Boosting state support to working class communities makes sense

A view of downtown Los Angeles from a nearby residential community. (Photo: Hayk_Shalunts, via Shutterstock)

Last year was a terrible year for many working class Californians. The pandemic raged on, claiming lives, disrupting schools, and endangering workplaces, but one by one, the programs put in place to support frontline workers evaporated.

Meanwhile, the cost of basic necessities across the board – from groceries, to utility bills, to gasoline – soared.

Lawmakers should use this budget surplus to make a historic investment in frontline communities.

For the wealthiest Californians, 2021 played out very differently. Despite the economic tumult, their fortunes actually increased. Now, a portion of this pandemic-prosperity, enjoyed only by the wealthy, fills our state’s coffers.

As Californians debate how to spend the resulting $97.5 billion dollar budget surplus, lawmakers should keep this tale of two Californias in mind. We have not adequately repaid the communities and workers who kept basic services functioning throughout the pandemic – in fact, all too often, we have left the very households who sacrificed the most hanging out to dry.

To begin to address the inequality that defines California today, lawmakers should use this budget surplus to make a historic investment in frontline communities that will create the foundation for a more inclusive and just economy.

That means creating a budget framework that will support healthier and more climate-resilient communities while taking steps to address the ongoing economic and environmental consequences of structural racism.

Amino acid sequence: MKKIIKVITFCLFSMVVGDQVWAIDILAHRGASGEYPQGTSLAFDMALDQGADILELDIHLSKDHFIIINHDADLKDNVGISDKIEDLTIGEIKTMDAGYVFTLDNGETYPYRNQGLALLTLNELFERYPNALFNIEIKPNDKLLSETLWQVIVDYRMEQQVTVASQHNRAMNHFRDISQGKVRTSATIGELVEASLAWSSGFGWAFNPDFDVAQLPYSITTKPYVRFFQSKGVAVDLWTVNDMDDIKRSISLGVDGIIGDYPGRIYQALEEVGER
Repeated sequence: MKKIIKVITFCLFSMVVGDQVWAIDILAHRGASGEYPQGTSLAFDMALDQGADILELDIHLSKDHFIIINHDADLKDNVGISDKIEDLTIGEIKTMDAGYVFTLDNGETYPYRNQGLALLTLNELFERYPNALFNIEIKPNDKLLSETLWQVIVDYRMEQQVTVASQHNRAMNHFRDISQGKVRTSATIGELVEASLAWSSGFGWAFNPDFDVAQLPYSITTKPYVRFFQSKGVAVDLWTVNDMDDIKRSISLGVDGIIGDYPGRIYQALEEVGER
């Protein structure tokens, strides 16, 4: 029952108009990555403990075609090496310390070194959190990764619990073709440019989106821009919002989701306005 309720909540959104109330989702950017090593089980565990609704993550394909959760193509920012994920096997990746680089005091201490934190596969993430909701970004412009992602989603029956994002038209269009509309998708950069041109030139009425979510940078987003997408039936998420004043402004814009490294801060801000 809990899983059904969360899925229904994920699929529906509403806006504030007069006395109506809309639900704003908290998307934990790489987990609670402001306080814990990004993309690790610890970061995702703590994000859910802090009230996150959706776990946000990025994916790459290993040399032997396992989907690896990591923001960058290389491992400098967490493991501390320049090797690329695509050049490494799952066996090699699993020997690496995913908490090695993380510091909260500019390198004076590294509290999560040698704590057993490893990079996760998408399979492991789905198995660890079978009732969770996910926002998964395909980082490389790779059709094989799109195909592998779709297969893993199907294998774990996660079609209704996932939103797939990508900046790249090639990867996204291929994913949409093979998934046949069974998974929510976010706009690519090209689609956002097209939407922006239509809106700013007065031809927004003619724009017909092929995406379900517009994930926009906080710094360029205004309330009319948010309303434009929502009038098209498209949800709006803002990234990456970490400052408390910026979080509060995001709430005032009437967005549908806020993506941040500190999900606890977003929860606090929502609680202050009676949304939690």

The budget framework put forth by Gov. Newsom includes some key investments – but it also includes giveaways to polluters and climate dead ends, which will further increase the burden of pollution on communities of color and the threat of climate disasters.

Delivering for working-class communities of color that are the backbone of our state means building on the good in this budget, like clean energy investments and utility debt relief, while cutting out the bad, like money for polluting gas power plants.

California needs to cut hundreds of millions in funding for dead-end energy projects like dairy digesters, carbon capture usage and storage.

First, California must include an explicit equity commitment in the state budget to ensure that at least 40% of climate and infrastructure investments go to frontline communities.

This commitment, which is aligned with the Biden administration’s Justice40 Initiative and AB 2419, a California bill that just passed through the California Assembly this week, will begin to address a long history of racist policy that has placed polluting industries, major roadways, and fossil fuel extraction sites in communities of color.

Second, California needs to cut hundreds of millions in funding for dead-end energy projects like dairy digesters, carbon capture usage and storage, hydrogen, gas power plants, and diesel backup generators. These climate policy dead-ends will increase, not decrease, air pollution in communities of color.